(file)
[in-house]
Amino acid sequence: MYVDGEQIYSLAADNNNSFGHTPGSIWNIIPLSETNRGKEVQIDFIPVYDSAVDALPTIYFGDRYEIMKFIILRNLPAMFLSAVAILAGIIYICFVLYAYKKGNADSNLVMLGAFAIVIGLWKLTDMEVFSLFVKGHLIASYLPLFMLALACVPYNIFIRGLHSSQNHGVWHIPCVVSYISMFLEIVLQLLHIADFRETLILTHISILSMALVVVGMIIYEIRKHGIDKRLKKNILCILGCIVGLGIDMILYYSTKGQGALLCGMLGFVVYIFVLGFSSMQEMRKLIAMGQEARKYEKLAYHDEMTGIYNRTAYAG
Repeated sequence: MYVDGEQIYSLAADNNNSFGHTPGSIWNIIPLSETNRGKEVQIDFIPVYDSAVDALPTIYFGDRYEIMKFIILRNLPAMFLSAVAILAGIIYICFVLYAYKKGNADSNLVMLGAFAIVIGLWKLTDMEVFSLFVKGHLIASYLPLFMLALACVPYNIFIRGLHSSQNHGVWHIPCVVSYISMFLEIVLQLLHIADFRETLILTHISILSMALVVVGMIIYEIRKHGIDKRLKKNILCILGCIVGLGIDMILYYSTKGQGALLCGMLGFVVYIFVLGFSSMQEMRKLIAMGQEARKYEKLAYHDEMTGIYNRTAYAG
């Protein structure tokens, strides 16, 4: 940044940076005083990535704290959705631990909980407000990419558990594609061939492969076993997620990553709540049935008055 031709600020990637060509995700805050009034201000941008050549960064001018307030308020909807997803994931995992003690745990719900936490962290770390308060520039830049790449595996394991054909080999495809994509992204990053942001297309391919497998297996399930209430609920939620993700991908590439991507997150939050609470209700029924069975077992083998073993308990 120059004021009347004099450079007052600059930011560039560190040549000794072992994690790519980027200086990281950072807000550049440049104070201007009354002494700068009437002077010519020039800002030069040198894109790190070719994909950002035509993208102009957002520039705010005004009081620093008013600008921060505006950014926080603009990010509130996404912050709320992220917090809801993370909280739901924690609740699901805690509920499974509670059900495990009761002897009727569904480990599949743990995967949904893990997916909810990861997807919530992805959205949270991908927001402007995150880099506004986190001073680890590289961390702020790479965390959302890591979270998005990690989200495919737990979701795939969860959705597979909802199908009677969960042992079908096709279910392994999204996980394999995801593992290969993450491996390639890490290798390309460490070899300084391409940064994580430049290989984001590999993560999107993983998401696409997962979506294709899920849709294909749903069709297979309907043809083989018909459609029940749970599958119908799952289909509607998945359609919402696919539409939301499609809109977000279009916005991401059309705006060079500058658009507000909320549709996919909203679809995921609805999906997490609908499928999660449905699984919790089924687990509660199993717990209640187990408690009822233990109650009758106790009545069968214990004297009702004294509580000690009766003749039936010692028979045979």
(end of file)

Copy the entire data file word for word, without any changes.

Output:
[in-house]
Amino acid sequence: MYVDGEQIYSLAADNNNSFGHTPGSIWNIIPLSETNRGKEVQIDFIPVYDSAVDALPTIYFGDRYEIMKFIILRNLPAMFLSAVAILAGIIYICFVLYAYKKGNADSNLVMLGAFAIVIGLWKLTDMEVFSLFVKGHLIASYLPLFMLALACVPYNIFIRGLHSSQNHGVWHIPCVVSYISMFLEIVLQLLHIADFRETLILTHISILSMALVVVGMIIYEIRKHGIDKRLKKNILCILGCIVGLGIDMILYYSTKGQGALLCGMLGFVVYIFVLGFSSMQEMRKLIAMGQEARKYEKLAYHDEMTGIYNRTAYAG
Repeated sequence: MYVDGEQIYSLAADNNNSFGHTPGSIWNIIPLSETNRGKEVQIDFIPVYDSAVDALPTIYFGDRYEIMKFIILRNLPAMFLSAVAILAGIIYICFVLYAYKKGNADSNLVMLGAFAIVIGLWKLTDMEVFSLFVKGHLIASYLPLFMLALACVPYNIFIRGLHSSQNHGVWHIPCVVSYISMFLEIVLQLLHIADFRETLILTHISILSMALVVVGMIIYEIRKHGIDKRLKKNILCILGCIVGLGIDMILYYSTKGQGALLCGMLGFVVYIFVLGFSSMQEMRKLIAMGQEARKYEKLAYHDEMTGIYNRTAYAG
């Protein structure tokens, strides 16, 4: 940044940076005083990535704290959705631990909980407000990419558990594609061939492969076993997620990553709540049935008055 031709600020990637060509995700805050009034201000941008050549960064001018307030308020909807997803994931995992003690745990719900936490962290770390308060520039830049790449595996394991054909080999495809994509992204990053942001297309391919497998297996399930209430609920939620993700991908590439991507997150939050609470209700029924069975077992083998073993308990 120059004021009347004099450079007052600059930011560039560190040549000794072992994690790519980027200086990281950072807000550049440049104070201007009354002494700068009437002077010519020039800002030069040198894109790190070719994909950002035509993208102009957002520039705010005004009081620093008013600008921060505006950014926080603009990010509130996404912050709320992220917090809801993370909280739901924690609740699901805690509920499974509670059900495990009761002897009727569904480990599949743990995967949904893990997916909810990861997807919530992805959205949270991908927001402007995150880099506004986190001073680890590289961390702020790479965390959302890591979270998005990690989200495919737990979701795939969860959705597979909802199908009677969960042992079908096709279910392994999204996980394999995801593992290969993450491996390639890490290798390309460490070899300084391409940064994580430049290989984001590999993560999107993983998401696409997962979506294709899920849709294909749903069709297979309907043809083989018909459609029940749970599958119908799952289909509607998945359609919402696919539409939301499609809109977000279009916005991401059309705006060079500058658009507000909320549709996919909203679809995921609805999906997490609908499928999660449905699984919790089924687990509660199993717990209640187990408690009822233990109650009758106790009545069968214990004297009702004294509580000690009766003749039936010692028979045979």